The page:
When Kelsey Donohue arrived at the Washington Semester Program for the spring 2013 term, she was in her last term at Marist College, and she knew she had to have a paying job by the time the semester ended.
As part of the Journalism and New Media concentration, Donohue wanted to find out how the news media operated to help her shape a career in public affairs and politics.
Her seminar course introduced her to many of Washington’s journalism and communication innovators, who were willing to offer advice on how to get ahead – always network; the people you meet now you will see over and over again as you rise in Washington.
Donohue took that advice to heart. At her internship at the Department of Education communications office she got experience in digital media, learned more about education police, and saw how government works.
“Navigating DC and understanding how federal agencies work is an education in itself,” she said. “I got connected through networking.”
Sure enough, at the end of the term, she had impressed her supervisor so much that she was offered a full-time job right out of the Program – one of three offers.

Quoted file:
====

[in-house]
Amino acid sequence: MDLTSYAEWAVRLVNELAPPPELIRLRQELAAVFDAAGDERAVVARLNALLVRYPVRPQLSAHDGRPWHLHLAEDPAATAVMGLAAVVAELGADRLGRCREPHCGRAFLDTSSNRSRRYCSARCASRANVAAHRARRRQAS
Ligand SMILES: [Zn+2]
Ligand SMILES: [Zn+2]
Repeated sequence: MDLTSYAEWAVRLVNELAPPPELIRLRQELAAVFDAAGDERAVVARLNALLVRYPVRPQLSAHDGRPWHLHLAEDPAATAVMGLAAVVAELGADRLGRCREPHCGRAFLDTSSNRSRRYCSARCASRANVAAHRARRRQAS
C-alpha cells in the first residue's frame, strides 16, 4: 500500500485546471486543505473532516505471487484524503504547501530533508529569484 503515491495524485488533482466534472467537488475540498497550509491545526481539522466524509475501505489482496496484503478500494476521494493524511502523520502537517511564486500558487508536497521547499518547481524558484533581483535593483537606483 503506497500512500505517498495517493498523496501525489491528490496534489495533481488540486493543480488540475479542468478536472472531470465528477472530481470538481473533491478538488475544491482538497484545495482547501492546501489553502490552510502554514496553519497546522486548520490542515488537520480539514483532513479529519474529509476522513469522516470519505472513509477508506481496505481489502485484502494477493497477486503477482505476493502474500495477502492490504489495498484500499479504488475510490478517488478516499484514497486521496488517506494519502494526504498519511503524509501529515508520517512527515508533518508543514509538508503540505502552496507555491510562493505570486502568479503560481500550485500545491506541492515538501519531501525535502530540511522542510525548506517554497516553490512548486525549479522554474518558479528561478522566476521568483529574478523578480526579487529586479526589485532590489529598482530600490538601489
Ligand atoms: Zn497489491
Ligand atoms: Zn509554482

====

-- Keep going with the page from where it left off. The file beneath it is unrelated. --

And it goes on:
But that was not the end of the story. Within six months, the Education job ended and she landed with EMILY’s List, an advocacy group to promote the political careers of Democratic women. Within a few more months, people she had networked with at the Education Department helped her land a position doing digital media at the State Department.
Done yet? Not a bit. Within a few more months, she heard through her network that she was being recommended for a position in First Lady Michelle Obama’s communications office.
Two years out of the Washington Semester Program, and she had reached the White House. Now her days are filled with the controlled mayhem of working to promote the First Lady and the Obama administration agenda, writing press releases, working on social media content and “wrangling reporters,” she told the current Washington Semester Journalism and New Media class.
“The Washington Semester Program taught me all about DC and how to navigate it,” she said. “It was an education that can’t be found in a classroom.”
She said she will work with the First Lady until the end of the administration. Then she will pick up those networking skills to go on to the next challenge.